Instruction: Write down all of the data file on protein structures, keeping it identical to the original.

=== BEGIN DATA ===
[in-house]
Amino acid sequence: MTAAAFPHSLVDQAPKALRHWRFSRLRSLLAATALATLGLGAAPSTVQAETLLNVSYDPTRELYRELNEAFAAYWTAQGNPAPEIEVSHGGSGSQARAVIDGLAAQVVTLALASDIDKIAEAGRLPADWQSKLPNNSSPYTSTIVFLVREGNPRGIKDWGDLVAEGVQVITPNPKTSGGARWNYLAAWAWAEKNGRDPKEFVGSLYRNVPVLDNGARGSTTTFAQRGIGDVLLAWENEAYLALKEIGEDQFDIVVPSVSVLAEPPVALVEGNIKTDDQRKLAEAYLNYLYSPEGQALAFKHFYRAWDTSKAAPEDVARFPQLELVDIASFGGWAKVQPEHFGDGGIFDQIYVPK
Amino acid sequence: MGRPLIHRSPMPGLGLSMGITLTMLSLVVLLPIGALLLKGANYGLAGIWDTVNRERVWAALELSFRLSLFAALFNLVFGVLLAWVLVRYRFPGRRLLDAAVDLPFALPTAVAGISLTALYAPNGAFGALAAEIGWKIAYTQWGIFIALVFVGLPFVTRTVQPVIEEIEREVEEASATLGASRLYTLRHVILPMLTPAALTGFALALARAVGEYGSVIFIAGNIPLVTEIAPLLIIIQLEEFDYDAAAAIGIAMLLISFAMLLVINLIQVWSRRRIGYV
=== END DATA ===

[in-house]
Amino acid sequence: MTAAAFPHSLVDQAPKALRHWRFSRLRSLLAATALATLGLGAAPSTVQAETLLNVSYDPTRELYRELNEAFAAYWTAQGNPAPEIEVSHGGSGSQARAVIDGLAAQVVTLALASDIDKIAEAGRLPADWQSKLPNNSSPYTSTIVFLVREGNPRGIKDWGDLVAEGVQVITPNPKTSGGARWNYLAAWAWAEKNGRDPKEFVGSLYRNVPVLDNGARGSTTTFAQRGIGDVLLAWENEAYLALKEIGEDQFDIVVPSVSVLAEPPVALVEGNIKTDDQRKLAEAYLNYLYSPEGQALAFKHFYRAWDTSKAAPEDVARFPQLELVDIASFGGWAKVQPEHFGDGGIFDQIYVPK
Amino acid sequence: MGRPLIHRSPMPGLGLSMGITLTMLSLVVLLPIGALLLKGANYGLAGIWDTVNRERVWAALELSFRLSLFAALFNLVFGVLLAWVLVRYRFPGRRLLDAAVDLPFALPTAVAGISLTALYAPNGAFGALAAEIGWKIAYTQWGIFIALVFVGLPFVTRTVQPVIEEIEREVEEASATLGASRLYTLRHVILPMLTPAALTGFALALARAVGEYGSVIFIAGNIPLVTEIAPLLIIIQLEEFDYDAAAAIGIAMLLISFAMLLVINLIQVWSRRRIGYV